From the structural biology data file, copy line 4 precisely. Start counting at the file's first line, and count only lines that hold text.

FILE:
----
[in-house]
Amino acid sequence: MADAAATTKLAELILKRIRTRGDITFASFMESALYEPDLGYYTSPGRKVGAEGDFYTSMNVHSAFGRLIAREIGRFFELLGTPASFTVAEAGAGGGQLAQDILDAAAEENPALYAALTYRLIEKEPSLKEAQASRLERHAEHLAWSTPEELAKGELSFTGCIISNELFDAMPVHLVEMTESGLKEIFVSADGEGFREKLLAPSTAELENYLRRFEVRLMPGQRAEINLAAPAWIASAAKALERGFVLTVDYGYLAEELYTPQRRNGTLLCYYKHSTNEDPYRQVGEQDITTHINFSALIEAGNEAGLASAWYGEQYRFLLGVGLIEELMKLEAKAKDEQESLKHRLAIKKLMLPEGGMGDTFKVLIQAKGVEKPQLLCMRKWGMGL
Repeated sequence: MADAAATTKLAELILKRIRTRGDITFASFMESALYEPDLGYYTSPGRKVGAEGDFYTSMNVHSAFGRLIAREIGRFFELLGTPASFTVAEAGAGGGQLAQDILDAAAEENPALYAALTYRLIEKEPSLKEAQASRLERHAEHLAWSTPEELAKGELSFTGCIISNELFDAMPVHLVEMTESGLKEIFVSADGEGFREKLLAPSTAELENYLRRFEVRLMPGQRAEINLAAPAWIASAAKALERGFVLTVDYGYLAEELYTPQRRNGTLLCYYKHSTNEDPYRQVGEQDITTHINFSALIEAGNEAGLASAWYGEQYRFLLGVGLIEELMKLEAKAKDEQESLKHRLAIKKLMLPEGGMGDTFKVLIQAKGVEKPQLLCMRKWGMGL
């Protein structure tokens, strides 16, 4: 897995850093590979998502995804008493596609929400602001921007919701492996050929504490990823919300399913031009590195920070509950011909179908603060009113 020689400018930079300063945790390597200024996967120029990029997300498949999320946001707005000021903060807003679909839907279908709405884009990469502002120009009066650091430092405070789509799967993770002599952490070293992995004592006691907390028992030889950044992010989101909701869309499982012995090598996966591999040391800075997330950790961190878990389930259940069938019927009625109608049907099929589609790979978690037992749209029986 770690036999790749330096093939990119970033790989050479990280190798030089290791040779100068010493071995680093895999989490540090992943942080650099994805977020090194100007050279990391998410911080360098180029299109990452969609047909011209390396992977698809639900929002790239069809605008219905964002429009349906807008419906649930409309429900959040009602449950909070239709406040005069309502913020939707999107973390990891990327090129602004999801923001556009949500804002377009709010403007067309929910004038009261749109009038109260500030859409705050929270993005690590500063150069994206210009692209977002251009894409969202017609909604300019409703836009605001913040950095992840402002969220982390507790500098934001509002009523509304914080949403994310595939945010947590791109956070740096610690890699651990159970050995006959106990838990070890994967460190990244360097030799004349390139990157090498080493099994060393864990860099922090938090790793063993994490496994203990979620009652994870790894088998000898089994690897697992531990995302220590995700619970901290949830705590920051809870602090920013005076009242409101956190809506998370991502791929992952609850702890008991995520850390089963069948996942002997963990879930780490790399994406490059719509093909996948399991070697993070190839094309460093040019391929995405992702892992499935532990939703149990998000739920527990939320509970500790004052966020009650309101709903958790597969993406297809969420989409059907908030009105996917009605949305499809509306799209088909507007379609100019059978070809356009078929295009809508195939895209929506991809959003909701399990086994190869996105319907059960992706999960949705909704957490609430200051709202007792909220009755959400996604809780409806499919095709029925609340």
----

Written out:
């Protein structure tokens, strides 16, 4: 897995850093590979998502995804008493596609929400602001921007919701492996050929504490990823919300399913031009590195920070509950011909179908603060009113 020689400018930079300063945790390597200024996967120029990029997300498949999320946001707005000021903060807003679909839907279908709405884009990469502002120009009066650091430092405070789509799967993770002599952490070293992995004592006691907390028992030889950044992010989101909701869309499982012995090598996966591999040391800075997330950790961190878990389930259940069938019927009625109608049907099929589609790979978690037992749209029986 770690036999790749330096093939990119970033790989050479990280190798030089290791040779100068010493071995680093895999989490540090992943942080650099994805977020090194100007050279990391998410911080360098180029299109990452969609047909011209390396992977698809639900929002790239069809605008219905964002429009349906807008419906649930409309429900959040009602449950909070239709406040005069309502913020939707999107973390990891990327090129602004999801923001556009949500804002377009709010403007067309929910004038009261749109009038109260500030859409705050929270993005690590500063150069994206210009692209977002251009894409969202017609909604300019409703836009605001913040950095992840402002969220982390507790500098934001509002009523509304914080949403994310595939945010947590791109956070740096610690890699651990159970050995006959106990838990070890994967460190990244360097030799004349390139990157090498080493099994060393864990860099922090938090790793063993994490496994203990979620009652994870790894088998000898089994690897697992531990995302220590995700619970901290949830705590920051809870602090920013005076009242409101956190809506998370991502791929992952609850702890008991995520850390089963069948996942002997963990879930780490790399994406490059719509093909996948399991070697993070190839094309460093040019391929995405992702892992499935532990939703149990998000739920527990939320509970500790004052966020009650309101709903958790597969993406297809969420989409059907908030009105996917009605949305499809509306799209088909507007379609100019059978070809356009078929295009809508195939895209929506991809959003909701399990086994190869996105319907059960992706999960949705909704957490609430200051709202007792909220009755959400996604809780409806499919095709029925609340």